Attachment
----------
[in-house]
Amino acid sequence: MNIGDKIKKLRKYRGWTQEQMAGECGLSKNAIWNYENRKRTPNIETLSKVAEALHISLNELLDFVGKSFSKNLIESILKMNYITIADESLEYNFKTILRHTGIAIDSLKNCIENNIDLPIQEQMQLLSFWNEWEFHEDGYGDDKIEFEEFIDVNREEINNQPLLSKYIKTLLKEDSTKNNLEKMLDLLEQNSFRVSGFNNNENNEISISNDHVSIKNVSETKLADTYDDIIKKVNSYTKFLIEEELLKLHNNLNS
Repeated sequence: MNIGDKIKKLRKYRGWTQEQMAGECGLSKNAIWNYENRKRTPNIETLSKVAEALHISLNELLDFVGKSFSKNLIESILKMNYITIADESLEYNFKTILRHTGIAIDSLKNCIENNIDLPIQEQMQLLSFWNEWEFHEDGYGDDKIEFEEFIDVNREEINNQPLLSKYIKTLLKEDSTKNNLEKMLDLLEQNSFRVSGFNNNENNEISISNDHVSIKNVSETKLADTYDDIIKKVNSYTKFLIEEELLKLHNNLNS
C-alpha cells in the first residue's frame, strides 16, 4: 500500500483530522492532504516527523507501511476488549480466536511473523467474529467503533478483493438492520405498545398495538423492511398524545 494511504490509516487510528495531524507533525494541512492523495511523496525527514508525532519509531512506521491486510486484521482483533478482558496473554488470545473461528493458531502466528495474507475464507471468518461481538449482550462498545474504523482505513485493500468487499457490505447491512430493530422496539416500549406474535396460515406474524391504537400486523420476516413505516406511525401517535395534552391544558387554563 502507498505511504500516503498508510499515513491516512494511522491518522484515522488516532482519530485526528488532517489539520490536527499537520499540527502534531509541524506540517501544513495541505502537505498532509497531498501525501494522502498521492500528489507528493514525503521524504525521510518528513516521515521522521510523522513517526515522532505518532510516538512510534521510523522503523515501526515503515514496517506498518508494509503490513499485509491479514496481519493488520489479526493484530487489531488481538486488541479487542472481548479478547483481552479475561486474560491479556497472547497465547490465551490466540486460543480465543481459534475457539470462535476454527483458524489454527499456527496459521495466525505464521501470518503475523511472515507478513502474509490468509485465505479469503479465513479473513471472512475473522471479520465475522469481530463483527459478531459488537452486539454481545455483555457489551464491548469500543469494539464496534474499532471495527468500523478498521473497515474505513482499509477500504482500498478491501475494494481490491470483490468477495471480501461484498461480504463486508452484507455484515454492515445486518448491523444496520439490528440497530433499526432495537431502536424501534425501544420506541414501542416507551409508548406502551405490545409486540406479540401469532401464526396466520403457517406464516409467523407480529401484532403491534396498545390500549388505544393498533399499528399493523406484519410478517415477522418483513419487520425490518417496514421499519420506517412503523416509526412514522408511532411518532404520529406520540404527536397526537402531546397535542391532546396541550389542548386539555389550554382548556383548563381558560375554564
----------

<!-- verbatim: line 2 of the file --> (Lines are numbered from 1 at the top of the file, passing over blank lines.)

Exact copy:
Amino acid sequence: MNIGDKIKKLRKYRGWTQEQMAGECGLSKNAIWNYENRKRTPNIETLSKVAEALHISLNELLDFVGKSFSKNLIESILKMNYITIADESLEYNFKTILRHTGIAIDSLKNCIENNIDLPIQEQMQLLSFWNEWEFHEDGYGDDKIEFEEFIDVNREEINNQPLLSKYIKTLLKEDSTKNNLEKMLDLLEQNSFRVSGFNNNENNEISISNDHVSIKNVSETKLADTYDDIIKKVNSYTKFLIEEELLKLHNNLNS